by Steve Dewhirst
Sentry Magazine, December 2000

Alexander Campbell

Alexander Campbell (1788-1866) was a remarkable man, but he was just a man, subject to error even as the rest. for all of his great learning, teaching, and writing over many years, he was profoundly wrong in his understanding of one vital aspect of the New Testament church and his error has caused trouble for brethren ever since.

As early as 1831, Campbell encouraged local churches to band together in cooperative efforts, based on the assumption that evangelism is a work of the church universal, rather than the duty of individual saints and congregations. He offered no scriptural proof that the church universal has any collective work at all, and acknowledged the lack of a Bible pattern. But nonetheless, he persisted in his view which was widely accepted by his contemporaries.

In answering an inquiry of a reader in 1834, Campbell used this rationale to press his point:

"The church, viewed in this light, is not one congregation or assembly, but the congregation of Christ, composed of all the individual congregations on earth. In this work of conversion the whole church, by natural necessity, as well as by the authority of the great King, must cooperate." (Millennial Harbinger, Vol. 7, No. 5)

At least three misconceptions leap off the page.

First, the church universal is not comprised of all local churches everywhere. Not even in today's world where most groups use a common name. The body of Christ is comprised of saved individuals. To argue that local churches make up the universal, one must be able to produce scripture that demonstrates the point. Or in lieu of scripture, one must be willing to argue that every single member of every single local church is in a right relationship with the Lord. Jesus' own letters to the seven churches of Asia should be sufficient to dispel any such notion. True membership in the universal body of Christ is determined by Christ, alone; but membership in local churches is determined by fallible men who may frequently err. Yet men enjoy thinking themselves part of something "bigger" than just a local group because it appeals to our vanity. Human pride lies at the root of all digression.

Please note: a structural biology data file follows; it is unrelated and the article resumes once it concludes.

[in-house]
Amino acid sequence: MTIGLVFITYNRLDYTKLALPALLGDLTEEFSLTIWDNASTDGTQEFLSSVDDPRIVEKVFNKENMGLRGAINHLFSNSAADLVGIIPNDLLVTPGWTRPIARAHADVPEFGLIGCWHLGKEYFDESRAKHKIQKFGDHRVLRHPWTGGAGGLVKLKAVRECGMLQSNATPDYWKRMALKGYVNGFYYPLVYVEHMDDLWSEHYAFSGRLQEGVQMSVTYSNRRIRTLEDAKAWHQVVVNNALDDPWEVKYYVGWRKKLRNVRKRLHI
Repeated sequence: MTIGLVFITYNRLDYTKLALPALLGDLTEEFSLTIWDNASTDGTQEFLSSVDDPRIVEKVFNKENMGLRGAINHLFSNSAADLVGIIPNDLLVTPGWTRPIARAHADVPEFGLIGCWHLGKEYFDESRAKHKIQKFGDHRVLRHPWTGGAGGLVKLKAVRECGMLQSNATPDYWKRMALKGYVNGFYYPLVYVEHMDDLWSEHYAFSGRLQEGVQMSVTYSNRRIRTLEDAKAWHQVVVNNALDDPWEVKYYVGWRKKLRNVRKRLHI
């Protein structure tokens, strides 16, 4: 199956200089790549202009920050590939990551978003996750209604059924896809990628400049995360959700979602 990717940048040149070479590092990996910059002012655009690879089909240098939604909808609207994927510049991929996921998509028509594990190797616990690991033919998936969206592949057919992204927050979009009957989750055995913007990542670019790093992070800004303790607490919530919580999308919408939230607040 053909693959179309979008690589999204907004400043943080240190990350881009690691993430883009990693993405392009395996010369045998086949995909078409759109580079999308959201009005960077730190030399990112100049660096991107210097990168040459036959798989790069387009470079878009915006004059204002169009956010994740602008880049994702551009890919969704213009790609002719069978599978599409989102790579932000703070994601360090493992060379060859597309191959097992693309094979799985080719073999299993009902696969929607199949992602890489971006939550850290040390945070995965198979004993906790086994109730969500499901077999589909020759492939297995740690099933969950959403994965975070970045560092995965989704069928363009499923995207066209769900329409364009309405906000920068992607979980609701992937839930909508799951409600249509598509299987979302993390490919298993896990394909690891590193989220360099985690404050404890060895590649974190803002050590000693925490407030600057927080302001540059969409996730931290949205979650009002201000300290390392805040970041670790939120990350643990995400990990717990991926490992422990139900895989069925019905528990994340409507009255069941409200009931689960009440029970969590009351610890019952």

Campbell's second error is the assumption that the work of converting the lost is a function of the whole (universal) church "by natural necessity." The question is, what natural necessity? He answers in his next paragraph:

"The primitive congregations communicated jointly and cooperated in everything that was beyond the power of a single congregation -- in prayers, in counsel, in labor, in giving and receiving."

But where is the scripture to prove this point? Campbell offered none. If one cites the collection for needy saints in Judea, he should recall that the project was initiated by the apostle Paul, not as a work of any local church. And beyond the urgent need of destitute saints, where does scripture ever describe one local church transferring funds to another, for any purpose? Furthermore, where is a scriptural example of a local church ever taking on a work beyond its own ability to fulfill?